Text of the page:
"It's improved considerably," said Richard Harmon, the county's Building and Commercial Services director.
Mr. Harmon's department oversees the residential side of development when it comes to soil erosion enforcement. The county's Engineering Department handles commercial inspections.
A year ago, Mr. Harmon said, soil runoff violations at neighborhood construction sites were more severe. Now, however, new rules are in place and appear to be working. Builders were required to obtain a Georgia Soil and Water Conservation certification by January.
Construction site violations had been a concern with some commissioners, and at one point Mr. Harmon's office was required to report to board members a list of those found not in compliance.
Mr. Harmon said that should a violation be discovered, a warning or even a stop work notice could be issued, adding that silt fence violations are among the most typical offenses.
A silt fence, typically constructed of fabric with a wire backing and held in place by metal posts, prevents large amounts of soil from flowing off a cleared site and downstream during rainfall. A downed silt fence would be a violation.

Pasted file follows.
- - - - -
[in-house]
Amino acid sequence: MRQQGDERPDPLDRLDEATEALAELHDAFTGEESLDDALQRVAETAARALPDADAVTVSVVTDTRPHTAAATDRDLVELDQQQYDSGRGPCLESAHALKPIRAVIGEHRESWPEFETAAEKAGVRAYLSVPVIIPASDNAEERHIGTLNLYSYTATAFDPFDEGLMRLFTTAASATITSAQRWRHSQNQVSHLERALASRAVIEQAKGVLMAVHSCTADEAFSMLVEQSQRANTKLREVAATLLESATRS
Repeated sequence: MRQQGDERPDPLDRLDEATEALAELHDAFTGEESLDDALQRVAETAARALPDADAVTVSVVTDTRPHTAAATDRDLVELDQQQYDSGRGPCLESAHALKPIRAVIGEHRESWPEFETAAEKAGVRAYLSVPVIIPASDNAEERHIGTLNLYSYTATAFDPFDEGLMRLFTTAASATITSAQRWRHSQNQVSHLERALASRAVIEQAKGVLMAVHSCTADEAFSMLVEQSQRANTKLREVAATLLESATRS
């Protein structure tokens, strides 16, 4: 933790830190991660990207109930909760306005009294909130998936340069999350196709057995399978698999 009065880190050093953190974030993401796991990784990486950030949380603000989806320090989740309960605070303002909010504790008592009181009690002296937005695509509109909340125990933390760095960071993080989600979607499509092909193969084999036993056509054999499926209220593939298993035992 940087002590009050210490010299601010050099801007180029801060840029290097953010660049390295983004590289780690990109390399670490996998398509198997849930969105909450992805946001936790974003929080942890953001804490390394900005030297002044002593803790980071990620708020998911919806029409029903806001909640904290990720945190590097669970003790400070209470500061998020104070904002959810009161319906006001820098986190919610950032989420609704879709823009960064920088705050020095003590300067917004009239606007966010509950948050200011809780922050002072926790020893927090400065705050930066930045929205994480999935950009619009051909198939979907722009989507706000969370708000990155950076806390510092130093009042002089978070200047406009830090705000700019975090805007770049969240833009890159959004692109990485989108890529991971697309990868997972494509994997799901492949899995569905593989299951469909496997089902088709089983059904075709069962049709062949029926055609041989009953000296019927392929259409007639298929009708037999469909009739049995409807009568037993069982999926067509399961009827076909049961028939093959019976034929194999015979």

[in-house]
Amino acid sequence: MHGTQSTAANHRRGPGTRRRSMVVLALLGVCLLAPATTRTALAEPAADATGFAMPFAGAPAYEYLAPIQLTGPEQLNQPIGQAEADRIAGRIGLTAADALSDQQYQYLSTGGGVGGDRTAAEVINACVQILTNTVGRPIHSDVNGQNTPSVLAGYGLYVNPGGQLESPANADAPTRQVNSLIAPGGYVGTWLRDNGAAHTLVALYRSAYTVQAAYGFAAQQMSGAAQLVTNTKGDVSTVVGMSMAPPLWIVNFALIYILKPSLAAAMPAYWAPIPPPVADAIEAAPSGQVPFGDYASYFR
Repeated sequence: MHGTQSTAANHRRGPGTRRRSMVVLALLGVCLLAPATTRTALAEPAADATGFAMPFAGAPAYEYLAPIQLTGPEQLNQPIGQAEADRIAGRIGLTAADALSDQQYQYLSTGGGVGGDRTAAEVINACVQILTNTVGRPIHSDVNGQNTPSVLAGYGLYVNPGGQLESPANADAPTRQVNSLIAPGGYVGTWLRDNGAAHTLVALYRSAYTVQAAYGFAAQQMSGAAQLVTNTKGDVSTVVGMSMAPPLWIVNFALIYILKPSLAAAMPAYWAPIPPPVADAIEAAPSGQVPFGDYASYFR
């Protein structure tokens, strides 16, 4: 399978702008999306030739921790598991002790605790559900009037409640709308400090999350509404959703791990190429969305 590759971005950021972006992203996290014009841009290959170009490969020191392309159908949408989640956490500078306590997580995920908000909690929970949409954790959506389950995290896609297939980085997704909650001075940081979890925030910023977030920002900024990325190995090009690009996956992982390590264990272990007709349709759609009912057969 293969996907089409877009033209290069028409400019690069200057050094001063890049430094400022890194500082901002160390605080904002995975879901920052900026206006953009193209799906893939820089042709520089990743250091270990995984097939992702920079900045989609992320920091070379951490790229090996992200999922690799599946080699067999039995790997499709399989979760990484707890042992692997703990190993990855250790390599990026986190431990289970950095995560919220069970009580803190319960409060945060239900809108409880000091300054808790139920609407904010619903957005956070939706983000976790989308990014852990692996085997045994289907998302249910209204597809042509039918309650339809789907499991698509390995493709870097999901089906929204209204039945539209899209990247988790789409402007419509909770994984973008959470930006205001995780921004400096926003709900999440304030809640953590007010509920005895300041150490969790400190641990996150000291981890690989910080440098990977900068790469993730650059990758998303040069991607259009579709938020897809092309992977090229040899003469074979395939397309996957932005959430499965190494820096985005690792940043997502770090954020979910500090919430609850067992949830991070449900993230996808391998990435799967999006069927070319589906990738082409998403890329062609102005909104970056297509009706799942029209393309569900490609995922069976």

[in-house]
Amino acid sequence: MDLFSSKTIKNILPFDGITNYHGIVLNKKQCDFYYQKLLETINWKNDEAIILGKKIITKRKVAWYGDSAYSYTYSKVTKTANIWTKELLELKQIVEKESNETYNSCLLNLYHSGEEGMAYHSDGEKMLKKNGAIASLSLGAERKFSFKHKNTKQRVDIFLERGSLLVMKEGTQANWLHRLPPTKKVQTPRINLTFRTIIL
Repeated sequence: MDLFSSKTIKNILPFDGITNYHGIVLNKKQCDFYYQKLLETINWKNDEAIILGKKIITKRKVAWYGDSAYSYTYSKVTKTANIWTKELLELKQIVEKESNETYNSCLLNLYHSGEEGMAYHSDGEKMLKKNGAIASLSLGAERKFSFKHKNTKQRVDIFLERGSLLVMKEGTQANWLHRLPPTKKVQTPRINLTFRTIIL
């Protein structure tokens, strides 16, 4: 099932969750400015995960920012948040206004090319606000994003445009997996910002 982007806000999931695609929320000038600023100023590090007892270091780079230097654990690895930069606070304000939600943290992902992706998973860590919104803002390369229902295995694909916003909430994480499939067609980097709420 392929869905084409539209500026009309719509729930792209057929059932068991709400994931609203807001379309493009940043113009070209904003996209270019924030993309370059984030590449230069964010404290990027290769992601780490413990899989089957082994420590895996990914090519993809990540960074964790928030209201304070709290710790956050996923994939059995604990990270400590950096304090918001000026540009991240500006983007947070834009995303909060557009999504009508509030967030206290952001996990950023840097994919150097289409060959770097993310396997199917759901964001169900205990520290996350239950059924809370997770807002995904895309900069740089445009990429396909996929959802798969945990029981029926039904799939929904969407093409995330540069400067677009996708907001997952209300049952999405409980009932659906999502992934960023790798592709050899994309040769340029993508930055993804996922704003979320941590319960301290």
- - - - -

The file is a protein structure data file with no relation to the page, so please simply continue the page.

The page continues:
So far this year, Jimmy Vowell, a county erosion and sediment inspector, said there have been fewer violations at sites. Lately, he said, key areas of interest for inspections have included Mullikin Road, Chamblin Road and the developments of River Island and Ivy Falls as there's a greater concern for state waterways there.
The county has two inspectors for residential developments, and a third is expected soon.
Reach Preston Sparks at (706) 868-1222, ext. 115, or email@example.com.
GOT A REQUEST?
Concerns about development sites and possible runoff issues or soil erosion violations can be called in to the county's nonemergent 311 phone line. Concerns are forwarded to the county's inspectors.